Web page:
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Silverleaf Nightshade (Solanum elaeagnifolium)
Perennial Forbs Around Las Vegas, Vegetation Around Las Vegas
Silverleaf Nightshade (Solanum elaeagnifolium)

General: Silverleaf Nightshade (Solanum elaeagnifolium) is an invasive perennial forb that grows 2-3 feet tall, and has long, narrow leaves with wavy margins. The flowers are purple with yellow anthers that stick out beyond the petals; petals are fused. The fruits are small yellow tomato-like berries that often persist into the winter.

Silverleaf Nightshade is an invasive weed. Around Las Vegas, this species is uncommon -- let's all work to make sure it stays that way.

Keep an eye out for this species. Land managers are actively working to eradicate Silverleaf Nightshade, so hopefully you won't see it anywhere. Silverleaf Nightshade is on the "Watch Weeds" list in the Lower Las Vegas Wash.

Silverleaf Nightshade (Solanum elaeagnifolium)

Family: Nightshade (Solanaceae).

Other Names: white horsenettle, white horse-nettle, purple nightshade, tomato weed.

Plant Form: Perennial forb from rhizomes; upright, shrubby.

Height: To about 3 feet.

Silverleaf Nightshade (Solanum elaeagnifolium)
Leaves have a wavy margin.

Stems: Upright, branched.

Leaves: To about 6-inches long, oblong, margins somewhat wavy; alternate. Covered with tiny, star-shaped hairs.

Flowers: Blooms in spring to early summer. Inflorescence: raceme. Petals purple, fused, about 1-inch across. Anthers 8- to 10-mm long, yellow, stand out from the petals.

Fruit: Round, orange berry about 1/2-inch diameter, persistent.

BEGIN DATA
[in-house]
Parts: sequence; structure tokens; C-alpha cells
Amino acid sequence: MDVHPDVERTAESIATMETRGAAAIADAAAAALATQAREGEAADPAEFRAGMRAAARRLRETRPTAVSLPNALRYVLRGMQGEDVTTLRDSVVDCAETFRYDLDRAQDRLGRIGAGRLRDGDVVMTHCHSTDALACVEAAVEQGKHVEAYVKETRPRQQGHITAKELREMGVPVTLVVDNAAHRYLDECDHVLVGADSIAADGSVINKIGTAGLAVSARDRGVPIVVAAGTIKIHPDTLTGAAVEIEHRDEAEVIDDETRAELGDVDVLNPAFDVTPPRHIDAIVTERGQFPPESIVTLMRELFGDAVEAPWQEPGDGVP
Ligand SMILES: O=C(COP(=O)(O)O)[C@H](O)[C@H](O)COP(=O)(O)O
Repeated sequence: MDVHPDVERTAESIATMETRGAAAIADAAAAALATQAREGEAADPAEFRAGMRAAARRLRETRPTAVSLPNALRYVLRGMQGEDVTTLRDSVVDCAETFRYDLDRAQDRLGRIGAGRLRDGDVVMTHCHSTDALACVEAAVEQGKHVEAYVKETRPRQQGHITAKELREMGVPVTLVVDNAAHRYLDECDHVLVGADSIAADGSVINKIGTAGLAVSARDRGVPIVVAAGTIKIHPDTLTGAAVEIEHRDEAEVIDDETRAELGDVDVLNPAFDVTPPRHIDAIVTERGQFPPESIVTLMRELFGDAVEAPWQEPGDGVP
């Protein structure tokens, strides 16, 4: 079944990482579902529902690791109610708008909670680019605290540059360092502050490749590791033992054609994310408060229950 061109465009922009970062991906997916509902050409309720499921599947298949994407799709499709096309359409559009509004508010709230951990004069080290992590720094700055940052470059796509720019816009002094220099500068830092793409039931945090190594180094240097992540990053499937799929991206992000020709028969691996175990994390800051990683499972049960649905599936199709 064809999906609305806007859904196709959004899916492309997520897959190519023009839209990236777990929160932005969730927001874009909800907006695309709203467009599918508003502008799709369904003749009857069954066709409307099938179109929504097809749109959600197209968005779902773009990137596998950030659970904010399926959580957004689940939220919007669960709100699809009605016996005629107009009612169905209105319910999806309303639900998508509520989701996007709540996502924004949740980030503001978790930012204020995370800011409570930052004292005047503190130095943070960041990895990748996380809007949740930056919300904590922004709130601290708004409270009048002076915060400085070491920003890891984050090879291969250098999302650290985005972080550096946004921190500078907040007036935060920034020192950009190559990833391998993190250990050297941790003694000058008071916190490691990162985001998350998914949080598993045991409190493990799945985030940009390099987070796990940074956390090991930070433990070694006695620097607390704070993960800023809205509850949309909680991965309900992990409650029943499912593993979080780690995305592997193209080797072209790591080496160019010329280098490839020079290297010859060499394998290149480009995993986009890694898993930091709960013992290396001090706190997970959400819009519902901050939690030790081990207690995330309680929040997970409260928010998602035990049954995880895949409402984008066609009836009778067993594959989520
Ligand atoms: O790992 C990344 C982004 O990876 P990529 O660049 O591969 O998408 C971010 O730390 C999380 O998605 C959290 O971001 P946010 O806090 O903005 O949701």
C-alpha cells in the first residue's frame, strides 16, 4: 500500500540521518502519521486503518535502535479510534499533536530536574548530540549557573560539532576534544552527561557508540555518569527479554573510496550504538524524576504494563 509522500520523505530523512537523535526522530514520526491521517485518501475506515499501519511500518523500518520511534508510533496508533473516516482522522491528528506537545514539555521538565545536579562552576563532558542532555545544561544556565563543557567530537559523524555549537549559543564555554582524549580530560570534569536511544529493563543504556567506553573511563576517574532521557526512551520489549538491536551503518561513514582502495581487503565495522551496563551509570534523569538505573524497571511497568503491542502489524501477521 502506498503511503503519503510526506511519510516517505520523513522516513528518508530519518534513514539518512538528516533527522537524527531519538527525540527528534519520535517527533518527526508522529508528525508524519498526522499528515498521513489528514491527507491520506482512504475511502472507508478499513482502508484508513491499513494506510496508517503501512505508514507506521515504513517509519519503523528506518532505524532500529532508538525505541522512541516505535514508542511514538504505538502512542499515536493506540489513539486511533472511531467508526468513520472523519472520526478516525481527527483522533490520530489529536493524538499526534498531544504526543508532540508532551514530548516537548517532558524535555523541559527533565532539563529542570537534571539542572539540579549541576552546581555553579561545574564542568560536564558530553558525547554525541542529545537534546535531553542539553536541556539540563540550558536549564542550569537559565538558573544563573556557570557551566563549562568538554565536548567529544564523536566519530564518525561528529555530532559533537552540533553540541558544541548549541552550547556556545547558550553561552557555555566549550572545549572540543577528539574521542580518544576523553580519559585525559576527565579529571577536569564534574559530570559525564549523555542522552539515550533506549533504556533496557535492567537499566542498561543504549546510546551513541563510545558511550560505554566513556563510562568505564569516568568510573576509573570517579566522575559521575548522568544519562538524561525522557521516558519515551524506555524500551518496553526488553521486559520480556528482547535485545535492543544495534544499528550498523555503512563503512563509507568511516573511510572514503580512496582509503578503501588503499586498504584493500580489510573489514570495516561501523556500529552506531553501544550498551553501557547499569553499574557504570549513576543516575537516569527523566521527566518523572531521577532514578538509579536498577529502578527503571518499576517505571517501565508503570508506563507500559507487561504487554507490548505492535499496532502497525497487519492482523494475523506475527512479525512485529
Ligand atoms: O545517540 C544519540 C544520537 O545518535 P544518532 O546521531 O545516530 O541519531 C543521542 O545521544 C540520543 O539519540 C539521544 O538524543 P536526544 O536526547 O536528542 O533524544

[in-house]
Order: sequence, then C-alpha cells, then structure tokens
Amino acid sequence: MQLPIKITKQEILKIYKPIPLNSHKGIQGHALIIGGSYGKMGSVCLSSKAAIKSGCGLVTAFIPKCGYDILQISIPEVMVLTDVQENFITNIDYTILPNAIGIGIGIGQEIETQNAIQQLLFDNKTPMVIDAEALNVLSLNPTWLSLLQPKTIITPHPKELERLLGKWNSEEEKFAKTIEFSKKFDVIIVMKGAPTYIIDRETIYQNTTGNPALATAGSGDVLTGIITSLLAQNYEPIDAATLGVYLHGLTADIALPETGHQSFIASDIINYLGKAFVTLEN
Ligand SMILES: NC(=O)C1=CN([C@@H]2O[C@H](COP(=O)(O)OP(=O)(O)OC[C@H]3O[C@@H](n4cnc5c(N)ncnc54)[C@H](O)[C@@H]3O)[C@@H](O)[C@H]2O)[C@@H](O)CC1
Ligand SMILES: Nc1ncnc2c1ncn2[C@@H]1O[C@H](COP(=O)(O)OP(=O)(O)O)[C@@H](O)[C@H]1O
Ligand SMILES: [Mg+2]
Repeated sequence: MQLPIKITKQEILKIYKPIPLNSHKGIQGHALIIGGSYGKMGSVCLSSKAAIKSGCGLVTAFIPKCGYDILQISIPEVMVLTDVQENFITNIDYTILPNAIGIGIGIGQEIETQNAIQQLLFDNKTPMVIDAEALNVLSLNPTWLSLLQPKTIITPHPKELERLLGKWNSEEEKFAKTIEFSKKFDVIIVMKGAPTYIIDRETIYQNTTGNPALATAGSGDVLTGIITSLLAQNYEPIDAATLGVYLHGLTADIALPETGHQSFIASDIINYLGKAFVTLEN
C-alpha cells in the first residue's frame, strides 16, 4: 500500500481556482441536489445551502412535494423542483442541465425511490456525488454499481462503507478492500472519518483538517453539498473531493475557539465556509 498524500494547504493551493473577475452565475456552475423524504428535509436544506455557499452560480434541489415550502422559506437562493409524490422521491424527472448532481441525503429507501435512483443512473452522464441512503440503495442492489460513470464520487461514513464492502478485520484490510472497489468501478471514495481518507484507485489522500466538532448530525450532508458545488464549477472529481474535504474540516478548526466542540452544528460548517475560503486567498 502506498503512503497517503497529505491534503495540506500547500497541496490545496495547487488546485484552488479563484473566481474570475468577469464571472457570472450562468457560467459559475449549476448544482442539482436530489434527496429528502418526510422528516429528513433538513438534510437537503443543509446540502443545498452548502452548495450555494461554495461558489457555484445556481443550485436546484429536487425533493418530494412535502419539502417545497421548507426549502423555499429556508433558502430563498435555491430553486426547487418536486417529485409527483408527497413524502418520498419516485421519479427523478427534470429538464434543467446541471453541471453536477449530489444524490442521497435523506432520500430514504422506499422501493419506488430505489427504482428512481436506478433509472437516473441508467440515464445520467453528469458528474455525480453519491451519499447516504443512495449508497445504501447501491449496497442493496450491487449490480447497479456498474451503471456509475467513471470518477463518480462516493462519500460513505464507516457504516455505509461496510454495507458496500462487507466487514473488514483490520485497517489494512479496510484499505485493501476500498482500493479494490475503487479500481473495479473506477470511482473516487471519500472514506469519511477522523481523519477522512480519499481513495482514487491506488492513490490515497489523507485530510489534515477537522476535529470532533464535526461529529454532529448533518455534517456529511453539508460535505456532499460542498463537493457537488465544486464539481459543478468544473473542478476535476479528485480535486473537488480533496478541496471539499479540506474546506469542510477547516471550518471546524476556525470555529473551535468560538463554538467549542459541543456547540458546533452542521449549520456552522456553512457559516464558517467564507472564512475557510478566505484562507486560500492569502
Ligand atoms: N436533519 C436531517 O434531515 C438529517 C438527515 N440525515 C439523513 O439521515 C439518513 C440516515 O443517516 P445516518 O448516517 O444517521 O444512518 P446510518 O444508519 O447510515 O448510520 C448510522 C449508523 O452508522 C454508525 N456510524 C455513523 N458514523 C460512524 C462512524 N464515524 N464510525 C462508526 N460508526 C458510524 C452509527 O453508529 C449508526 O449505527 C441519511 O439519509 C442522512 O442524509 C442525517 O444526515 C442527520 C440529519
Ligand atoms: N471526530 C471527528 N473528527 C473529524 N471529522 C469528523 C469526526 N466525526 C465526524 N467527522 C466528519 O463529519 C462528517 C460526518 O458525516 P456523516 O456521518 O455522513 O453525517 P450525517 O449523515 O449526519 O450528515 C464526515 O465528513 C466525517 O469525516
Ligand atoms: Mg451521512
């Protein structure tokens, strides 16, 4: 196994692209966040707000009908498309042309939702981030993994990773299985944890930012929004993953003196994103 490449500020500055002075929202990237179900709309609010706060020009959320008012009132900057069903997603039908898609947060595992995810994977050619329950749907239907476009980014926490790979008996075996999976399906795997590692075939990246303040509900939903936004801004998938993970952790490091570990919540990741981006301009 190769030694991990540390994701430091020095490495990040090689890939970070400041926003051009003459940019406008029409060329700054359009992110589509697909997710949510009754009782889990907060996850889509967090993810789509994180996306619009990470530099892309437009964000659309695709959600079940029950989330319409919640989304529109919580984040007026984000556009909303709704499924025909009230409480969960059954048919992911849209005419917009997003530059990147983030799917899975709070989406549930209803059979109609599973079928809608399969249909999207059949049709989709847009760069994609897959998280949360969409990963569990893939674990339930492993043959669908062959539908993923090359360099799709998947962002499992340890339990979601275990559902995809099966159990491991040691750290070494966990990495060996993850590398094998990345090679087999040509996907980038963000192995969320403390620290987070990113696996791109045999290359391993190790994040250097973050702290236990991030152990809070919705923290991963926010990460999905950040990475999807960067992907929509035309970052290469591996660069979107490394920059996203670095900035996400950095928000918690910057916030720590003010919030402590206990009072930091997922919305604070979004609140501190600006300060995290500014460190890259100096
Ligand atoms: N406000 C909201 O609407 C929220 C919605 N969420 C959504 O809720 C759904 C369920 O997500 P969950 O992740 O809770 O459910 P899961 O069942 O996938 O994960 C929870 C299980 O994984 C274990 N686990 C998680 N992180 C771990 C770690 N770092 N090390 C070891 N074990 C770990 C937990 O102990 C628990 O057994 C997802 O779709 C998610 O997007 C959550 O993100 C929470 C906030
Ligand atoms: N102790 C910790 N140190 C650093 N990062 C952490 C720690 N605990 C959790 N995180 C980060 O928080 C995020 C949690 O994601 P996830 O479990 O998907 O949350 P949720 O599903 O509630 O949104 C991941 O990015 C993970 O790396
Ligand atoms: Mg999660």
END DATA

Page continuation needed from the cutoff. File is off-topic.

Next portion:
Silverleaf Nightshade (Solanum elaeagnifolium)

Habitat: Invasive in disturbed dry areas, especially in sandy soils; fields, orchards, roadsides, vegetable crops, forest openings.

Elevation: To about 4,000 feet.

Distribution: Throughout most of the U.S. to South America. Native to central U.S. and northern Mexico.

Comments: Fruit toxic to livestock and humans, but eaten by some rodents and birds.

Silverleaf Nightshade (Solanum elaeagnifolium)
Flowers purple with fused petals and an open face;
stamens yellow and extend outward from the petals
Silverleaf Nightshade (Solanum elaeagnifolium)
Some plants have spines on the stem,
especially near the flowers
Silverleaf Nightshade (Solanum elaeagnifolium)
Developing fruit
Silverleaf Nightshade (Solanum elaeagnifolium)
Mature Silverleaf Nightshade fruit. Fruit holds about 75 seeds
Silverleaf Nightshade (Solanum elaeagnifolium)
Silverleaf Nightshade fruit after the seeds have been released
more to come ...

Note: All distances, elevations, and other facts are approximate. Names generally follow the USDA database.
copyright; Last updated 141118

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